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Correspondence  |   July 2011
Certification in Sleep Medicine
Author Affiliations & Notes
  • David L. Brown, M.D.
  • †The American Board of Anesthesiology, Inc., Raleigh, North Carolina.
Article Information
Correspondence
Correspondence   |   July 2011
Certification in Sleep Medicine
Anesthesiology 7 2011, Vol.115, 217. doi:10.1097/ALN.0b013e318221459f
Anesthesiology 7 2011, Vol.115, 217. doi:10.1097/ALN.0b013e318221459f
To the Editor:
A recent editorial in Anesthesiology, “Sleep Medicine and Anesthesia: A New Horizon for Anesthesiologists,” discussed the role anesthesiologists can play along with physicians from other specialties in the care of patients with sleep disorders.1 In addition, it noted the establishment of the Society of Anesthesia and Sleep Medicine, which is designed to promote discussion, education, development of clinical standards, and research related to issues common to anesthesia and sleep. The American Board of Anesthesiology (ABA) wants anesthesiologists to be aware that the American Board of Medical Specialties has recently (March 2011) approved an application from the ABA to join other boards in the sponsorship of subspecialty certification in sleep medicine.
The Sleep Medicine Certification Program was developed jointly a few years ago by the American Boards of Internal Medicine, Family Medicine, Otolaryngology, Pediatrics, and Psychiatry and Neurology. It is designed to recognize excellence among physicians who are specialists in the care of patients with sleep problems and specific sleep disorders. With the acceptance of the ABA's request, anesthesiologists may now join graduates of residency programs from other specialties in being able to enter fellowship programs in sleep medicine that are approved by the Accreditation Council for Graduate Medical Education. In addition, qualified anesthesiologists now will be authorized to take the examination that can lead to certification by the ABA in the subspecialty of sleep medicine.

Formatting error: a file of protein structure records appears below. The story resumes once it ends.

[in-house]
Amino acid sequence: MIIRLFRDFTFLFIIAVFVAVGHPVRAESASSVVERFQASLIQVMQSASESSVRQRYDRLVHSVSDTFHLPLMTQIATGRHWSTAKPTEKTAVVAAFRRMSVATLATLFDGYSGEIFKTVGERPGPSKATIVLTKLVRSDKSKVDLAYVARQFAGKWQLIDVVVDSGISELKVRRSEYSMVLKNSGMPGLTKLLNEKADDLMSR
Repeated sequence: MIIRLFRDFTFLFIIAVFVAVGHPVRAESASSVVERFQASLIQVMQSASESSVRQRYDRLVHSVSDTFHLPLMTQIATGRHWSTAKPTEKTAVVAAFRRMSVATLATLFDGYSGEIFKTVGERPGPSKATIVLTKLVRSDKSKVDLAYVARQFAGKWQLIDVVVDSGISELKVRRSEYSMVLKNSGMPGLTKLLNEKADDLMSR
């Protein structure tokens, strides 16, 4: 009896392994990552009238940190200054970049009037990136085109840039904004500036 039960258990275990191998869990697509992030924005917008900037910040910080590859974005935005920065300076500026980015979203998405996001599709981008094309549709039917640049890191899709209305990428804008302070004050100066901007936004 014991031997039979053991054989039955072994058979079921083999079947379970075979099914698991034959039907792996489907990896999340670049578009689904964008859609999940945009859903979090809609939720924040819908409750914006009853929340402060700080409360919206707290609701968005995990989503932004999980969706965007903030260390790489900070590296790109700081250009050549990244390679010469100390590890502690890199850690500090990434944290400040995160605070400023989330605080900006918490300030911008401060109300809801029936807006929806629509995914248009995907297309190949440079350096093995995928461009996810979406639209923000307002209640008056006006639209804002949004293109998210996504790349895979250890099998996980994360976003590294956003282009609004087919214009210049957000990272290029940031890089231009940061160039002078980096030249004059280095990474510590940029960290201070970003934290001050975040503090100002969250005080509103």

Anesthesiologists interested in obtaining subspecialty certification in sleep medicine must be diplomates of the ABA and participants in the ABA's Maintenance of Certification program in Anesthesiology; they also are required to have completed successfully an Accreditation Council for Graduate Medical Education-approved sleep medicine fellowship to qualify for the subspecialty examination in sleep medicine. Applicants who completed training in anesthesiology before July 1, 2009, are eligible to apply for the sleep medicine examination without fellowship training if they have been certified by the American Board of Sleep Medicine or can provide attestation of significant practice experience in sleep medicine.
The Sleep Medicine Certification Examination is a comprehensive, 1-day, computer-based examination. It is administered by the American Board of Internal Medicine to candidates from all eligible specialties. The next examination will be given November 10, 2011, but the application cycle for this examination ended June 1, 2011. The subsequent examination will be administered in 2013 and will be the final one in which anesthesiologists can qualify with practice criteria alone. Additional information is available on the ABA Web site1or by calling the ABA office at 866-999-7501.
†The American Board of Anesthesiology, Inc., Raleigh, North Carolina.
Reference
Reference
Chung F, Hillman D, Lydic R: Sleep medicine and anesthesia: A new horizon for anesthesiologists. Anesthesiology 2011; 114:1261–2Chung, F Hillman, D Lydic, R